- 20. Deryugina EI, Zijlstra A, Partridge JJ, Kupriyanova TA, Madsen MA, et al. (2005) Unexpected effect of matrix metalloproteinase down-regulation on vascular intravasation and metastasis of human fibrosarcoma cells selected in vivo for high rates of dissemination. Cancer Res 65: 10959–10969.
- 21. Kamata H, Hirata H (1999) Redox regulation of cellular signalling. Cell Signal 11: 1–14.
- 22. Nishikawa T, Edelstein D, Du XL, Yamagishi S, Matsumura T, et al. (2000) Normalizing mitochondrial superoxide production blocks three pathways of hyperglycaemic damage. Nature 404: 787–790.
- 23. Foreman J, Demidchik V, Bothwell JH, Mylona P, Miedema H, et al. (2003) Reactive oxygen species produced by NADPH oxidase regulate plant cell growth. Nature 422: 442–446.
- 24. Arii S, Mise M, Harada T, Furutani M, Ishigami S, et al. (1996) Overexpression of matrix metalloproteinase 9 gene in hepatocellular carcinoma with invasive potential. Hepatology 24: 316–322.
- 25. Oh SH, Lim SC (2006) A rapid and transient ROS generation by cadmium triggers apoptosis via caspase-dependent pathway in HepG2 cells and this is inhibited through N-acetylcysteine-mediated catalase upregulation. Toxicol Appl Pharmacol 212: 212–223.
- 26. Kim JH, Lee SY, Oh SY, Han SI, Park HG, et al. (2004) Methyl jasmonate induces apoptosis through induction of Bax/Bcl-XS and activation of caspase-3 via ROS production in A549 cells. Oncol Rep 12: 1233–1238.
- 27. Meeran SM, Katiyar S, Katiyar SK (2008) Berberine-induced apoptosis in human prostate cancer cells is initiated by reactive oxygen species generation. Toxicol Appl Pharmacol 229: 33–43.
- 28. Kim S, Choi JH, Kim JB, Nam SJ, Yang JH, et al. (2008) Berberine suppresses TNF-alpha-induced MMP-9 and cell invasion through inhibition of AP-1 activity in MDA-MB-231 human breast cancer cells. Molecules 13: 2975–2985.
- 29. Ho YT, Yang JS, Li TC, Lin JJ, Lin JG, et al. (2009) Berberine suppresses in vitro migration and invasion of human SCC-4 tongue squamous cancer cells through the inhibitions of FAK, IKK, NF-kappaB, u-PA and MMP-2 and -9. Cancer Lett 279: 155–162.
- 30. van Waveren C, Sun Y, Cheung HS, Moraes CT (2006) Oxidative phosphorylation dysfunction modulates expression of extracellular matrix--remodeling genes and invasion. Carcinogenesis 27: 409–418.
- 31. Groth S, Schulze M, Kalthoff H, Fandrich F, Ungefroren H (2005) Adhesion and Rac1-dependent regulation of biglycan gene expression by transforming growth factor-beta. Evidence for oxidative signaling through NADPH oxidase. J Biol Chem 280: 33190–33199.
- 32. Deem TL, Cook-Mills JM (2004) Vascular cell adhesion molecule 1 (VCAM-1) activation of endothelial cell matrix metalloproteinases: role of reactive oxygen species. Blood 104: 2385–2393.
- 33. Wu WS (2006) The signaling mechanism of ROS in tumor progression. Cancer Metastasis Rev 25: 695–705.
- 34. Takahra T, Smart DE, Oakley F, Mann DA (2004) Induction of myofibroblast MMP-9 transcription in three-dimensional collagen I gel cultures: regulation by NF-kappaB, AP-1 and Sp1. Int J Biochem Cell Biol 36: 353–363.
- 35. Bahassi el M, Karyala S, Tomlinson CR, Sartor MA, Medvedovic M, et al. (2004) Critical regulation of genes for tumor cell migration by AP-1. Clin Exp Metastasis 21: 293–304.
- 36. Cheng JC, Chou CH, Kuo ML, Hsieh CY (2006) Radiation-enhanced hepatocellular carcinoma cell invasion with MMP-9 expression through PI3K/Akt/NF-kappaB signal transduction pathway. Oncogene 25: 7009–7018.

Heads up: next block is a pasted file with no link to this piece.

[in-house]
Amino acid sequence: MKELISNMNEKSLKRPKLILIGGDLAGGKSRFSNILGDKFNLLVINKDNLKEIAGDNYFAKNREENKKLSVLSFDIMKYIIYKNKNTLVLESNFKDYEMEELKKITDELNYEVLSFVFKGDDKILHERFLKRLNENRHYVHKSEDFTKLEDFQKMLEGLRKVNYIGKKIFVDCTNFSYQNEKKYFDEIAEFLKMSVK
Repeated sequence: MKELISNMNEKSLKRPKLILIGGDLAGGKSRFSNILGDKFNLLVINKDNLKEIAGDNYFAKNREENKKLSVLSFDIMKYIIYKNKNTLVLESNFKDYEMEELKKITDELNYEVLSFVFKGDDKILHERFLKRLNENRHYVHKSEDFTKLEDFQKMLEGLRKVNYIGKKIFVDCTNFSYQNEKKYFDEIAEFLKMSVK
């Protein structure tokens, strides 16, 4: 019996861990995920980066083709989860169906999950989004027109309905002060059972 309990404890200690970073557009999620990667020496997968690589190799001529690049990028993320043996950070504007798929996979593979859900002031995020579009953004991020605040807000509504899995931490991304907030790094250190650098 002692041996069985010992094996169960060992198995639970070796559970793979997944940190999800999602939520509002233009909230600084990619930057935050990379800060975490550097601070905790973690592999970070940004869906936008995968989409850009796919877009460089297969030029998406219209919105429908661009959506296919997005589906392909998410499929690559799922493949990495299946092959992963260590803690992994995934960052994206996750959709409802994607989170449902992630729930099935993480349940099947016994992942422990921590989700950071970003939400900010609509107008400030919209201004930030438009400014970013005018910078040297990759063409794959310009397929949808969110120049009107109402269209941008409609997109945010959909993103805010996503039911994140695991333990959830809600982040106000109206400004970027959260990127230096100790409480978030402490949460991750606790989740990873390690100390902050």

- 37. Abiru S, Nakao K, Ichikawa T, Migita K, Shigeno M, et al. (2002) Aspirin and NS-398 inhibit hepatocyte growth factor-induced invasiveness of human hepatoma cells. Hepatology 35: 1117–1124.
- 38. Kohn EC, Liotta LA (1995) Molecular insights into cancer invasion: strategies for prevention and intervention. Cancer Res 55: 1856–1862.
- 39. Itoh Y, Nagase H (2002) Matrix metalloproteinases in cancer. Essays Biochem 38: 21–36.
- 40. Ito Y, Sasaki Y, Horimoto M, Wada S, Tanaka Y, et al. (1998) Activation of mitogen-activated protein kinases/extracellular signal-regulated kinases in human hepatocellular carcinoma. Hepatology 27: 951–958.
- 41. Xu G, Zhang W, Bertram P, Zheng XF, McLeod H (2004) Pharmacogenomic profiling of the PI3K/PTEN-AKT-mTOR pathway in common human tumors. Int J Oncol 24: 893–900.
- 42. Scheving LA, Buchanan R, Krause MA, Zhang X, Stevenson MC, et al. (2007) Dexamethasone modulates ErbB tyrosine kinase expression and signaling through multiple and redundant mechanisms in cultured rat hepatocytes. Am J Physiol Gastrointest Liver Physiol 293: G552–559.
- 43. P Oc, Wongkajornsilp A, Rhys-Evans PH, Eccles SA (2004) Signaling pathways required for matrix metalloproteinase-9 induction by betacellulin in head-and-neck squamous carcinoma cells. Int J Cancer 111: 174–183.
- 44. Thant AA, Nawa A, Kikkawa F, Ichigotani Y, Zhang Y, et al. (2000) Fibronectin activates matrix metalloproteinase-9 secretion via the MEK1-MAPK and the PI3K-Akt pathways in ovarian cancer cells. Clin Exp Metastasis 18: 423–428.
- 45. Ye M, Fu S, Pi R, He F (2009) Neuropharmacological and pharmacokinetic properties of berberine: a review of recent research. J Pharm Pharmacol 61: 831–837.
- 46. Tsang CM, Lau EP, Di K, Cheung PY, Hau PM, et al. (2009) Berberine inhibits Rho GTPases and cell migration at low doses but induces G2 arrest and apoptosis at high doses in human cancer cells. Int J Mol Med 24: 131–138.
- 47. Gui SY, Wu L, Peng DY, Liu QY, Yin BP, et al. (2008) Preparation and evaluation of a microemulsion for oral delivery of berberine. Pharmazie 63: 516–519.
- 48. Tsai PL, Tsai TH (2004) Hepatobiliary excretion of berberine. Drug Metab Dispos 32: 405–412.